5. I’ve thought a lot about this topic too. I sometimes feel too exposed and question whether I can trust the online community with personal life details. Sometimes I get paranoid that my children’s pictures will be used in a sick way on a bad site, or that someone will stalk me (haha, sort of…). But then I think that this is the life of a writer, whether online or in a paperback, we are exposing ourselves in the most vulnerable way, and opening ourselves to criticism or creepy people or well-meaning wanna-be friends. I guess it’s about striking balance and boundaries 🙂 xo

    • It’s tough! Because while I feel so comfortable sharing (and I think back to Findingravity which was what? 5 years ago?) It seems like we’ve all just known each other forever. But at the end of the day — this stuff is out there in the world for anyone to read / judge / critique. And that’s a super vulnerable place to be!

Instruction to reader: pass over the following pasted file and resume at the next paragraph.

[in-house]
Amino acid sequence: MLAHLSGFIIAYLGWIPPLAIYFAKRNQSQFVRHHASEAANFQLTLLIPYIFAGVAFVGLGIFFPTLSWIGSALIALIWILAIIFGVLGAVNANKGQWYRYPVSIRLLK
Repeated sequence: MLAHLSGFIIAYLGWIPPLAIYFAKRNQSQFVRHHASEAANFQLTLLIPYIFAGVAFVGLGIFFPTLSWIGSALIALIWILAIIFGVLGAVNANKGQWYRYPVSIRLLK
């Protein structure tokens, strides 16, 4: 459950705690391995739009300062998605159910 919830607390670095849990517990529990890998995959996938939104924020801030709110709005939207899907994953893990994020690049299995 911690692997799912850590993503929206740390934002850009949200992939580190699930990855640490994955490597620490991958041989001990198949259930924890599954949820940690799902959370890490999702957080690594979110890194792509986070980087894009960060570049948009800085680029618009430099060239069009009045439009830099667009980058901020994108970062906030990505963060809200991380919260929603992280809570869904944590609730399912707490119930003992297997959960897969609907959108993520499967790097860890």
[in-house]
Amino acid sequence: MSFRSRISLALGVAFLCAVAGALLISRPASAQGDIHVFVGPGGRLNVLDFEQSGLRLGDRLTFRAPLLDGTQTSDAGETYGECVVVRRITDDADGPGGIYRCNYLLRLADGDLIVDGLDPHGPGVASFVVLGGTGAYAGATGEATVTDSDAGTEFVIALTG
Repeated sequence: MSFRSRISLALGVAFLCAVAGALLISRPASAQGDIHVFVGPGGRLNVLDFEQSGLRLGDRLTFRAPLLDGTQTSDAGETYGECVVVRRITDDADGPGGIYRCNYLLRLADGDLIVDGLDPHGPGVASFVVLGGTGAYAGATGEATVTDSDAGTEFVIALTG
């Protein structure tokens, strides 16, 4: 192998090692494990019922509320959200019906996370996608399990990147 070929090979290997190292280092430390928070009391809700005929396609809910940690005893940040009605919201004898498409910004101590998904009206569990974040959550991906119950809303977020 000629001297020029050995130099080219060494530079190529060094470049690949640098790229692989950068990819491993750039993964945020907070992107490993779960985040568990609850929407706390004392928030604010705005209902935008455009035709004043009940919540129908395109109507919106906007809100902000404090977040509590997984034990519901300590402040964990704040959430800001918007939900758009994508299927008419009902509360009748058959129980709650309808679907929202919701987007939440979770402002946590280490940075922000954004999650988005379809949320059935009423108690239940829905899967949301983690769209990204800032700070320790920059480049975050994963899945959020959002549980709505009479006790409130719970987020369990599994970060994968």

But like you said — the life of the writer. And the beauty is, we get to decide what we do and don’t share!

      Always value your thoughtful responses. Thank you! xo

  6. Such a great and true post. Perhaps boundary-setting is particularly difficult for writers since writing is used as a personal outlet to work life out. Dancers dance it out, runners run it out, writers write it out. That line of what stays in your head and what comes out of it can be so blurry sometimes. In fact your post made me laugh because of this very problem; I’d come across tons of journals filled with angst from my teen years. After reading them and feeling extreme embarrassment, I thought “Ohman no one can ever see these I should burn them now”, followed by “Ohman I should blog about this.” I still haven’t made up my mind, but it’s nice to know there’s freedom in deciding this for myself.